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Trio Training

Fitness, strength, and mobility training work together for improved performance

Chris Ritter | May 18, 2014

Athletes who compete in endurance sports, such as swimming or triathlons, put a great deal of emphasis on aerobic or cardiovascular fitness. Often, the majority of workouts are geared towards improving fitness for specific events.

Although fitness is an important component of athletic success, it’s not the only one. Strength and mobility are equally important.

To explain how fitness, strength, and mobility training work together, let’s use a car analogy. Your fitness training in the pool (or even on land) is largely responsible for how fast your car (your body) can go in a race or practice. Winning the race is dependent upon your top speed and how long you can hold the pace at or near your top speed.

Strength training complements your fitness, and therefore speed, by increasing the size and power of your engine, so you can get to a certain speed even faster. Strength training also gives you the ability to go faster while using less of the engine’s overall power. This can prolong the life of the engine—by preventing you from breaking down before the end of your race. By becoming stronger, you also have a greater speed reserve to use at the end of your race.

Mobility is a newer term that includes flexibility but also encompasses how movements interact and affect other parts of the body. To explain why mobility is important, let’s carry on with the car analogy. Mobility is like the brakes and suspension on a car. A lack of mobility—like a lack of brakes or suspension—will only show up when you most need it to work. That is, when you go to hit the brakes and you don’t have adequate stopping power, it will likely create a major problem. Having a really fast car with a big engine is great, but if it’s unable to handle tight corners or stop on a dime, it’s not very useful.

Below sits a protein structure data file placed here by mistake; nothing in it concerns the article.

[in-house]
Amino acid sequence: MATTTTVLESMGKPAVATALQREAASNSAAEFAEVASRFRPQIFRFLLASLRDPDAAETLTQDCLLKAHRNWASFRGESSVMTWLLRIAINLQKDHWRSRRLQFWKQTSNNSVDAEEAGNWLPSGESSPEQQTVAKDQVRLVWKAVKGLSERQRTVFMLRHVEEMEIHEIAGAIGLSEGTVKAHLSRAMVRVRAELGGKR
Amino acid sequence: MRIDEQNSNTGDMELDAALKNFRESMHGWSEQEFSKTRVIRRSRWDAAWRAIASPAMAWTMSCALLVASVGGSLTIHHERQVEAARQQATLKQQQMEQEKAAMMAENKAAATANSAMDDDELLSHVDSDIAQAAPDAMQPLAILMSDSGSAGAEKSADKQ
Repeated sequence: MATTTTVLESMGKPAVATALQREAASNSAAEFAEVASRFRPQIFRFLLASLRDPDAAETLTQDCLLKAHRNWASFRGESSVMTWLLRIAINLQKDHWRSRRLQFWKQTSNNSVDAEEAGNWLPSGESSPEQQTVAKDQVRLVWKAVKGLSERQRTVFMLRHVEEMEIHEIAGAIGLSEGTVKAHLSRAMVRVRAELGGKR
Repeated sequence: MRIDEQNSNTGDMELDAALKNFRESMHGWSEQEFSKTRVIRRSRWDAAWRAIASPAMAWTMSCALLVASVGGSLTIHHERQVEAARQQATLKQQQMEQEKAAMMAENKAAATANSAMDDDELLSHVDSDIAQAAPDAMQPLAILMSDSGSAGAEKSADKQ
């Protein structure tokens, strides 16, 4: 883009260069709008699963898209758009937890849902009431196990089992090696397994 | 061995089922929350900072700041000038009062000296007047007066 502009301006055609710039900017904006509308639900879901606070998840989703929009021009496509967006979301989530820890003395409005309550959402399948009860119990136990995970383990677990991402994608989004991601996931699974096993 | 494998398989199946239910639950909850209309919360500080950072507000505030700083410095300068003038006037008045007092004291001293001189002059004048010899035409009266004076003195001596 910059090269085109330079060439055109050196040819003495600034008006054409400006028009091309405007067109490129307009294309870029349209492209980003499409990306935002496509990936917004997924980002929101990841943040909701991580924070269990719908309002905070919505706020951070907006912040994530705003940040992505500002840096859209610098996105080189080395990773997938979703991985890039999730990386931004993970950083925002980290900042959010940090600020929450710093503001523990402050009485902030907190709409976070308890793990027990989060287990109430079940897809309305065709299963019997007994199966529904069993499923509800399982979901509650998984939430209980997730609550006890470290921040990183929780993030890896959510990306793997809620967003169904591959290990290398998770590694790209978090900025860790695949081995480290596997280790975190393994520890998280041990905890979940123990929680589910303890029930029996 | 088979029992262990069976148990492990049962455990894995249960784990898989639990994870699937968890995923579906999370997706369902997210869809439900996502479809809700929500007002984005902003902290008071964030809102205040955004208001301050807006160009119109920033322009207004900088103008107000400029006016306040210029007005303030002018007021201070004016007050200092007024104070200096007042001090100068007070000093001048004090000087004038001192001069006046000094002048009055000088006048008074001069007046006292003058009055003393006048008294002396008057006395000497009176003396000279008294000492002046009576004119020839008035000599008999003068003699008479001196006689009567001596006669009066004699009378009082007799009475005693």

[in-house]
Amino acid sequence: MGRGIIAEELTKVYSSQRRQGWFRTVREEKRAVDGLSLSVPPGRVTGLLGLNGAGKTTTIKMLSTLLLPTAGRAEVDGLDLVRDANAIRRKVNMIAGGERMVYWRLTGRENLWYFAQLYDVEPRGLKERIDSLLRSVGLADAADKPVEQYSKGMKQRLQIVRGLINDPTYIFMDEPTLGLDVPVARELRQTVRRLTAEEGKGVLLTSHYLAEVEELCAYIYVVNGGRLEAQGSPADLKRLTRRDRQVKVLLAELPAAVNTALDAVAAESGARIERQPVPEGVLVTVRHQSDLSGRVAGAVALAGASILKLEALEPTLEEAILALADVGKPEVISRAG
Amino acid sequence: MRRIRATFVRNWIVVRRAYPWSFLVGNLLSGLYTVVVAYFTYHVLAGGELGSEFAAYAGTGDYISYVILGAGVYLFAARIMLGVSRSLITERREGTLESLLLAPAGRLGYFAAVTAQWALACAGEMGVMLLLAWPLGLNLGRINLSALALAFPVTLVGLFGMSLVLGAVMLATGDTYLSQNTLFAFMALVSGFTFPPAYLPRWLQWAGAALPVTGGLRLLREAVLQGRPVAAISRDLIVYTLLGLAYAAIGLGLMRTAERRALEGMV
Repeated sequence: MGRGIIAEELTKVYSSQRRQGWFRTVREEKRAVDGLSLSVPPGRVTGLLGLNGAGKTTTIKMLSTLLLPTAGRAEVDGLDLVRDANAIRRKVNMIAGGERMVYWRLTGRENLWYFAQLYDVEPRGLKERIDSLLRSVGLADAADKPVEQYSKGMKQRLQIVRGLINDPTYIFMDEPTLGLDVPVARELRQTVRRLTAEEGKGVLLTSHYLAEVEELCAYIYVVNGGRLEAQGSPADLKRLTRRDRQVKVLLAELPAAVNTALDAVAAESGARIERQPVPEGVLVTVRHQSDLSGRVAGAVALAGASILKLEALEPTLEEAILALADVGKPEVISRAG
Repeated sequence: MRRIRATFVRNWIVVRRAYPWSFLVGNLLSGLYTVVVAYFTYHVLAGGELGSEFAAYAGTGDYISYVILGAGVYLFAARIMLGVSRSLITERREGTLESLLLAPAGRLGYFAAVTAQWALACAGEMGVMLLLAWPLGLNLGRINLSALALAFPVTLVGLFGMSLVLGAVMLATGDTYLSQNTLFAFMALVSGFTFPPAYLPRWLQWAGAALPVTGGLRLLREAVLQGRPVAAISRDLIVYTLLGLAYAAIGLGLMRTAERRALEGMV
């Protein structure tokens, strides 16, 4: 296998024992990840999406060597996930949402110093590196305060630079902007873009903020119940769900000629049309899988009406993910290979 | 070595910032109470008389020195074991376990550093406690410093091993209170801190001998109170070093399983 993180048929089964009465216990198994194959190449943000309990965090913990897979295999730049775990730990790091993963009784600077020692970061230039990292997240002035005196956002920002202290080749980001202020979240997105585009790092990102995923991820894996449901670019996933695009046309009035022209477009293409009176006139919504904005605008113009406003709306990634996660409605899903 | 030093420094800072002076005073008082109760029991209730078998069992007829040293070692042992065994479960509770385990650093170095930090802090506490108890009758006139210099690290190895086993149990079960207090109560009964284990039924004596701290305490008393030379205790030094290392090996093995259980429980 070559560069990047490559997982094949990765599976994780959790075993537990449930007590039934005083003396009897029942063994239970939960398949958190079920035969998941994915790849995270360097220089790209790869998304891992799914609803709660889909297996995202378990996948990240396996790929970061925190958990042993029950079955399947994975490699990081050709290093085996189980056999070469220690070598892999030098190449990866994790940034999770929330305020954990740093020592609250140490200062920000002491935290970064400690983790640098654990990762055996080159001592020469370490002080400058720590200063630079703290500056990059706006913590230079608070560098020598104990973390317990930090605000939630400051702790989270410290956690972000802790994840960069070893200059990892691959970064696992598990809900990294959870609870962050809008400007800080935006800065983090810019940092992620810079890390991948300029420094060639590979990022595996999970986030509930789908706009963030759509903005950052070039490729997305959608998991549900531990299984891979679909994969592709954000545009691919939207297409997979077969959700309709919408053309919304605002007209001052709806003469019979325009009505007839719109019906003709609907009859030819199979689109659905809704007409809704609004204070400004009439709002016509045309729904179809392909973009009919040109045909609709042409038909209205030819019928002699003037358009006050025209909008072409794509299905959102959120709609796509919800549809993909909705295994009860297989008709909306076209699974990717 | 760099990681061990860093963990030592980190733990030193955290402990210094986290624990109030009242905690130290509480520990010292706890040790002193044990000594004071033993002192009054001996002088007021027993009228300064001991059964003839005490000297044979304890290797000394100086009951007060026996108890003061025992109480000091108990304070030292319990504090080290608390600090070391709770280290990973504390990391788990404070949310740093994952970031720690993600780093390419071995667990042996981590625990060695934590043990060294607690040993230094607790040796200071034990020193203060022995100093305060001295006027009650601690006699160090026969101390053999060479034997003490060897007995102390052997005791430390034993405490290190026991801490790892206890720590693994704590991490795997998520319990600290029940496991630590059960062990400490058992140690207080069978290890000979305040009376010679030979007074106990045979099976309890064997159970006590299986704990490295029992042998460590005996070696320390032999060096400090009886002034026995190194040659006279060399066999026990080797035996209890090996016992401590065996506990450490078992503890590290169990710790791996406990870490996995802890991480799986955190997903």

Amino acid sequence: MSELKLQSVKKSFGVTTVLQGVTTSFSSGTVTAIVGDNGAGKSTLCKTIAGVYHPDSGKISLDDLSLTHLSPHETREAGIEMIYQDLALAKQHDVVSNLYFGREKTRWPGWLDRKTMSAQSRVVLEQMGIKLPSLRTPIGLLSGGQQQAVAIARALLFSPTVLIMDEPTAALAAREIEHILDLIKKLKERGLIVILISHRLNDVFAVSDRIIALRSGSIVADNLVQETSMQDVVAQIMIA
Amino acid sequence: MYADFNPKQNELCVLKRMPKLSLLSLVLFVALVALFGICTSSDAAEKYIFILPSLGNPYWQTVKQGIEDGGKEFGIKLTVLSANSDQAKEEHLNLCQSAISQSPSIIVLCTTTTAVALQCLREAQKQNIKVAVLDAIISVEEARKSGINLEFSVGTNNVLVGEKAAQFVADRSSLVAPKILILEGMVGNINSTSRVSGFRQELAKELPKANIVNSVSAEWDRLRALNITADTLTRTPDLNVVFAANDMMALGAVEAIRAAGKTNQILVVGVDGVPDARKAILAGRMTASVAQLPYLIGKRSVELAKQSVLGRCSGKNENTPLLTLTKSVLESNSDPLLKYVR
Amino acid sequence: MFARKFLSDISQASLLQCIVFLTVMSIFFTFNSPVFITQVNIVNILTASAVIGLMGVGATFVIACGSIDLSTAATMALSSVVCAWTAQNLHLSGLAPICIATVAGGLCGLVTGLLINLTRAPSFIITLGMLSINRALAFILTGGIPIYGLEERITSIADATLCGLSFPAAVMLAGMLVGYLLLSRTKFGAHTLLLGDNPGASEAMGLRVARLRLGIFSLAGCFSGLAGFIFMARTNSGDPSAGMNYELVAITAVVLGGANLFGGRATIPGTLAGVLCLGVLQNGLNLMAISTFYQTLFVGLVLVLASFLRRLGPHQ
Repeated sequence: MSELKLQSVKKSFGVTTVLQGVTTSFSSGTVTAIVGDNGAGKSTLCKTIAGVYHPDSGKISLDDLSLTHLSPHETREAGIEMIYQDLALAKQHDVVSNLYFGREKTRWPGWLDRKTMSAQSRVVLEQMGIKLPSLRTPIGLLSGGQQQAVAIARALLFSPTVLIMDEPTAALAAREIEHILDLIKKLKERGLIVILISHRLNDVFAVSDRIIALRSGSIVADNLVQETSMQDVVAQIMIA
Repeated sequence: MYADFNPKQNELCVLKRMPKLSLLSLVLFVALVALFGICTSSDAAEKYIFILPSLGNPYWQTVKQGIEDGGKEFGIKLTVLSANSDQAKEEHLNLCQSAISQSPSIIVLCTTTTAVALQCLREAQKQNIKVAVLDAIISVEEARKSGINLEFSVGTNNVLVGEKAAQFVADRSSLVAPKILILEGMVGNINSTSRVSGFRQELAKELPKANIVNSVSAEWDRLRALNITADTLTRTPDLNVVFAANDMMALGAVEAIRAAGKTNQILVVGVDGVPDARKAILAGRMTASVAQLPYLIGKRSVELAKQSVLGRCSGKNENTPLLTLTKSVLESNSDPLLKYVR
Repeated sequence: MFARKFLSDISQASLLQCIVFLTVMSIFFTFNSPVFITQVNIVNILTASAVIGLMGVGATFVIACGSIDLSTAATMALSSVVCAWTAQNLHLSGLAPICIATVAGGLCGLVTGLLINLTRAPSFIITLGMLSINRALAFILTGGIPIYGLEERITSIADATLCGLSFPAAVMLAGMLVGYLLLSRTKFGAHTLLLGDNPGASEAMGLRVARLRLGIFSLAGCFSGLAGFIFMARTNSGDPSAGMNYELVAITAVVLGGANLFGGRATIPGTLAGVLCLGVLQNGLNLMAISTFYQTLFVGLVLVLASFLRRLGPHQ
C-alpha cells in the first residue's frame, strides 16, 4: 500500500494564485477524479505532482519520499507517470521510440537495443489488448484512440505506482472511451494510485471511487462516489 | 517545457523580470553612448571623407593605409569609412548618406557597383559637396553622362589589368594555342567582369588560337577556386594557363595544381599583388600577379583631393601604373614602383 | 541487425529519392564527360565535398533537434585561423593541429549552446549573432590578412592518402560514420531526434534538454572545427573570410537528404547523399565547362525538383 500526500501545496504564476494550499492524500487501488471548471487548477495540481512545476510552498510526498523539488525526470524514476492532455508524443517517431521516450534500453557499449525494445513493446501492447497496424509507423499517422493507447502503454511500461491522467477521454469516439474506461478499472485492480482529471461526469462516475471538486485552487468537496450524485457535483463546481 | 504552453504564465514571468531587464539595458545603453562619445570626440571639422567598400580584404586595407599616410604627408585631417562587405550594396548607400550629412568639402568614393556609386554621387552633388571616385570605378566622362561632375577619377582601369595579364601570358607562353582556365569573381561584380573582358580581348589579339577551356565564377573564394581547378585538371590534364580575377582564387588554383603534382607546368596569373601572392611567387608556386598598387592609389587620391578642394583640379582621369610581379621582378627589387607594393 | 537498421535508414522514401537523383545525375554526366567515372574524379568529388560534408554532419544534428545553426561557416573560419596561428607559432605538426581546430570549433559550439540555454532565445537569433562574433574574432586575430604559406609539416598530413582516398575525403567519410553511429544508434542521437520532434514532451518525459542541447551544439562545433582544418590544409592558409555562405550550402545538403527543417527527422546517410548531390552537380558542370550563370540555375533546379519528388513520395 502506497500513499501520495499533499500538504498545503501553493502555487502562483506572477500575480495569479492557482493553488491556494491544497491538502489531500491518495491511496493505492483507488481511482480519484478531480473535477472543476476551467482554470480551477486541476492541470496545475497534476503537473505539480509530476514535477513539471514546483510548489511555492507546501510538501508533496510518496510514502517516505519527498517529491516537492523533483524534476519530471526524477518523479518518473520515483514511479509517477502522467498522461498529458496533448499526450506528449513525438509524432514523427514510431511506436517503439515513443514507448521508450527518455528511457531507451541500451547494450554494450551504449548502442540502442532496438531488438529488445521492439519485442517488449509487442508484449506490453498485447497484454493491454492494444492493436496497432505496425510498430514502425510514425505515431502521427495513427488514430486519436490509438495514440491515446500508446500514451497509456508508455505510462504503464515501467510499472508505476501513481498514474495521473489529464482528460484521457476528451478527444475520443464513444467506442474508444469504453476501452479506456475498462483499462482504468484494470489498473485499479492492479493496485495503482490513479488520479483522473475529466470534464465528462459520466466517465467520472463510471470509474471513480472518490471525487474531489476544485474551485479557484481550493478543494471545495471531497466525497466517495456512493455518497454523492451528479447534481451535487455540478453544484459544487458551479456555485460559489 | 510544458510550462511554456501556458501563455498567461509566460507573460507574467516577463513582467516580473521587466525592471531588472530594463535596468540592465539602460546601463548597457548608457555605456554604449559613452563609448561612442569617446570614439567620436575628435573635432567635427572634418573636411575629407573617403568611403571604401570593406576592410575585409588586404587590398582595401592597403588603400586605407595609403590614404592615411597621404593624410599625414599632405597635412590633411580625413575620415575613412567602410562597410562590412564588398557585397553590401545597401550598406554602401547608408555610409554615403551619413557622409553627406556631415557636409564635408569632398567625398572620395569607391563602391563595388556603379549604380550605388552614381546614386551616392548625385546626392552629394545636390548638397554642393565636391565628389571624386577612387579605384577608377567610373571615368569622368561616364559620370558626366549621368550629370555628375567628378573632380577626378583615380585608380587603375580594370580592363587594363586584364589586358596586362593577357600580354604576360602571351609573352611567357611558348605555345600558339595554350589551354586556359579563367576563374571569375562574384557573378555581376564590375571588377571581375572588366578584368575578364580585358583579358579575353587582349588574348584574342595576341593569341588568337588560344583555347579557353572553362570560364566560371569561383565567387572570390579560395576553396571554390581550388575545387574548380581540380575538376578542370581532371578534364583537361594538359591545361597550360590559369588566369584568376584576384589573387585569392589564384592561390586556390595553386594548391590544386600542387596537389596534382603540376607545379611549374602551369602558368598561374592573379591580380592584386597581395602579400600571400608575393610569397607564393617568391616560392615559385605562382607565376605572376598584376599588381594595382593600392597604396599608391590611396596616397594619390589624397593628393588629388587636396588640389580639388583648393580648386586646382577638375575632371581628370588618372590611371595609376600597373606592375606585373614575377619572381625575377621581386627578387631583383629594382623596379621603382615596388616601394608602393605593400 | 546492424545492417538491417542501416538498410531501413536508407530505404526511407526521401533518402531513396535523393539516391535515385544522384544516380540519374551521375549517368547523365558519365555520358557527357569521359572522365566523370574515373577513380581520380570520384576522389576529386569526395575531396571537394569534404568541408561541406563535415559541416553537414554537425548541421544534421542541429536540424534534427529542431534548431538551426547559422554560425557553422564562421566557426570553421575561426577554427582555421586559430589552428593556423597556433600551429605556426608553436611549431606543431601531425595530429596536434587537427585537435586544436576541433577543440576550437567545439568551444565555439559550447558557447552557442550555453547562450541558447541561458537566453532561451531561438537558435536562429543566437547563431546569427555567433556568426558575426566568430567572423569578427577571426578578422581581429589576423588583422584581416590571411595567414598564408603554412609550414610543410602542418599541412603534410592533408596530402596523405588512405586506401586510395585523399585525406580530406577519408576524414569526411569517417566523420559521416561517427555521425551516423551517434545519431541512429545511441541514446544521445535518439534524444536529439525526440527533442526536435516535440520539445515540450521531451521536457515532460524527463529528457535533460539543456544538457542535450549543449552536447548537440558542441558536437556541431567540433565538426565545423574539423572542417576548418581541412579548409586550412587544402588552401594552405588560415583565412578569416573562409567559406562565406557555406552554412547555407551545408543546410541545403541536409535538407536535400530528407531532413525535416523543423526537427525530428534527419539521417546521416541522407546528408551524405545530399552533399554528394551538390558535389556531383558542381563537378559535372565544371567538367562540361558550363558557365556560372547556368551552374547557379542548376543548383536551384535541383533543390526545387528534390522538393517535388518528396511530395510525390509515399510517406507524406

Balanced strength training helps improve mobility over time. This happens when you train safely controlled movements through your full range of motion while aiming to slowly increase this range over time. The worst thing to do is just focus on increasing strength through a small range of motion.

Just like cars, when it comes to performance, athletes are usually drawn to just focusing on improving speed while overlooking other important aspects of athletic performance. Be sure that your training program encompasses all of the main components: fitness, strength, and mobility. Succeeding in swimming is not just about how fit you are but also about how strong and mobile you are as well. Experience what your body can do when it’s at its peak in all three components.

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About the Author—Chris Ritter

Chris Ritter is the founder of RITTER Sports Performance online training programs and the author of the e-book, SURGE STRENGTH, which details how to strength train specifically for swimming performance. Ritter, a swimmer himself, has a degree in kinesiology and exercise science and he specializes in training athletes of diverse abilities, ranging from beginners to Olympians. Follow him on Twitter @RITTERSP or like his Facebook page for updates and training tips.

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